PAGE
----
News Our Feedback to EC 10 November 2022

Have your say - Product Liability Directive

You can also get involved in forming EU laws. The European Commission would like to hear your views on laws and policies currently in development. They offer a platform "Have your say" with the list of all new EU initiatives open for public consultation. You need to register to write your feedback. https://ec.europa.eu/info/law/better-regulation/have-your-say

There are always 5 stages of each EU initiative, each stage is open for public consultation for a specific time frame:

  1. In preparation

  2. Call for evidence

  3. Public consultation

  4. Draft act

  5. Commission adoption

Product Liability Directive - Adapting liability rules to the digital age, circular economy and global value chains

About this initiative: Investment in and societal acceptance of emerging technologies require legal certainty and trust.

Feedback period: for stage 5 it is 03 October 2022 - 11 December 2022

Link: https://ec.europa.eu/info/law/better-regulation/have-your-say/initiatives/12979-Product-Liability-Directive-Adapting-liability-rules-to-the-digital-age-circular-economy-and-global-value-chains_en

Feedback from Europeans for Safe Connections

Europeans for Safe Connection welcome this activity. However, we see that legal liability rules are being addressed with delay at a time when many services and products already use some form of AI algorithms. We expect that when AI is implemented in services and products, the protection of life, health and privacy of consumers or those harmed by the negative impacts of AI will be prioritised over manufacturers and the supply chain, when it comes to AI failures and potential legal liability.

Research and real situations have shown that AI reproduce bias and aggravate discrimination. The press has continuously documented incidents involving failures in services and products based on AI. Impacts have included loss of income, psychological distress, discrimination against most vulnerable individuals or groups due to incorrect evaluation of data or faulty decision logic. The EU Charter of Fundamental Rights includes Article 21 on the right to non-discrimination. There have also been cases of fatal accidents related to AI-enabled autonomous vehicles. Persons harmed by AI systems must be able to take legal action and the court must be properly prepared for such cases. In cases involving self-driving cars, actions against manufacturers are particularly important.

In order to avoid the application of the Law of Liability to persons coming to harm, it is advisable to minimize any foreseeable negative effects of AI failure. Unfortunately, the threat to the functionality of AI based solutions is impacted by the increasing issue of cyber attacks on infrastructure or on consumer devices including connected vehicles, or theft of personal data including medical data. Only services and products that have been thoroughly proven not to harm customers with their own functionality, but also to withstand a complex cyber environment, should be deployed into live operation. We discuss this issue in Proposal 19: (https://signstop5g.eu/en/solutions/protection-of-our-data/proposal-19).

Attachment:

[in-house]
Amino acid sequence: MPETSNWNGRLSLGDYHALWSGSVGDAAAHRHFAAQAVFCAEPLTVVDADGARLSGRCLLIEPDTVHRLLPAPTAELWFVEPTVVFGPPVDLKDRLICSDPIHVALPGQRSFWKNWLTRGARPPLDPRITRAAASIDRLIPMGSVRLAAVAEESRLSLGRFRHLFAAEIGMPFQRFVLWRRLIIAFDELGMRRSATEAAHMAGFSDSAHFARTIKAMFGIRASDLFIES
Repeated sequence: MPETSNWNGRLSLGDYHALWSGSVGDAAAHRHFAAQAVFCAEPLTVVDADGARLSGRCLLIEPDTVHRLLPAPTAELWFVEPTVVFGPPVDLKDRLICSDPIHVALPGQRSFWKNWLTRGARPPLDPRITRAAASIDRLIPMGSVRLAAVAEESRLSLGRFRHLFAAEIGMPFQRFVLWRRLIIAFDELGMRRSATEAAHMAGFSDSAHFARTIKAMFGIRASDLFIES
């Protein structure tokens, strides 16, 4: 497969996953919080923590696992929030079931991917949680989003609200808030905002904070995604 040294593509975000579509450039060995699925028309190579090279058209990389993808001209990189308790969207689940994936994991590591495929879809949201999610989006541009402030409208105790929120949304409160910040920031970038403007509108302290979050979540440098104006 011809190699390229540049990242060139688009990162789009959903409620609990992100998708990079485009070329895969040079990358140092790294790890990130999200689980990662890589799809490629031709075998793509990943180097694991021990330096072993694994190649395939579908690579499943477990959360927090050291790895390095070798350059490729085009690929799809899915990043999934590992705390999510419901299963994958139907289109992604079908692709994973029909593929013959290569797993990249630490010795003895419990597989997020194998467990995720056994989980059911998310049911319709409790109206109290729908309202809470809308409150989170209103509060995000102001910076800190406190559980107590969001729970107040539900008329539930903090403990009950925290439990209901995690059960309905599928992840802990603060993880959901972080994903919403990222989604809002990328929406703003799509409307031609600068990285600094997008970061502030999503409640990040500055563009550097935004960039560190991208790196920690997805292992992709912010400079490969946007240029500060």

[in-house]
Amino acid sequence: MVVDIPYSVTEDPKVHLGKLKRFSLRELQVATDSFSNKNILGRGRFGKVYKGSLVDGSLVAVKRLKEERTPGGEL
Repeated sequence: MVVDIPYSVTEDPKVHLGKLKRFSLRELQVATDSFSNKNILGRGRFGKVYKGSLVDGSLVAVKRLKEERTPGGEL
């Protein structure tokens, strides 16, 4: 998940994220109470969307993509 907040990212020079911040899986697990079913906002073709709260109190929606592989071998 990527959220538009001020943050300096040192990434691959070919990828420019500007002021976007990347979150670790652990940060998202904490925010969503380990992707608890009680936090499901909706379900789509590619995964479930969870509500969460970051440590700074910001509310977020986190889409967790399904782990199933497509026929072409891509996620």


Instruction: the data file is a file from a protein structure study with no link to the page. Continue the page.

Another problem with AI applications is that they require too much data to learn and refine the results. AI should be designed as non invasive of people's privacy and the process of data acquisition should only take place if people consent to it. People should have the right to opt out of having their personal data evaluated by an AI or to opt out of AI-based services or products. Manufacturers should be obliged to offer an alternative that does not have AI features. Article 22 of the GDPR, formulated as "the right to human intervention in automated decisions", gives the right to refuse to subject a decision concerning an individual to an algorithm. See the Proposal 22: (https://signstop5g.eu/en/solutions/protection-of-our-data/proposal-22).

In addition to the right to privacy, minimizing human exposure to RF-EMF is also important to our initiative. We expect that with the deployment of AI in everyday life, there will be a growing interest from industry and government to expand sensors, surveillance systems, or other data gathering points including Internet of Things (or Internet of Bodies) that can very likely use wireless transmission. We therefore request that wired connectivity of such devices be preferred when deploying AI-related projects, and that unnecessary unwanted exposure and harm to human and animal health through RF-EMF will be avoided when deploying AI.

The digital transformation including AI should not become a targeted means of profit that primarily benefits the technology industry and governance groups at the detriment of users and consumers. In times of financial and resource crisis, there should be considered a reduction in financial costs and energy for projects that are not critical to the population.

Kamil Bartošák
on behalf of Europeans for Safe Connections
This feedback was sent from a wired internet connection
- No use of harmful radiation
- Less electricity consumption
- Increased data security

https://ec.europa.eu/info/law/better-regulation/have-your-say/initiatives/12979-Product-Liability-Directive-Adapting-liability-rules-to-the-digital-age-circular-economy-and-global-value-chains/F3353628_en

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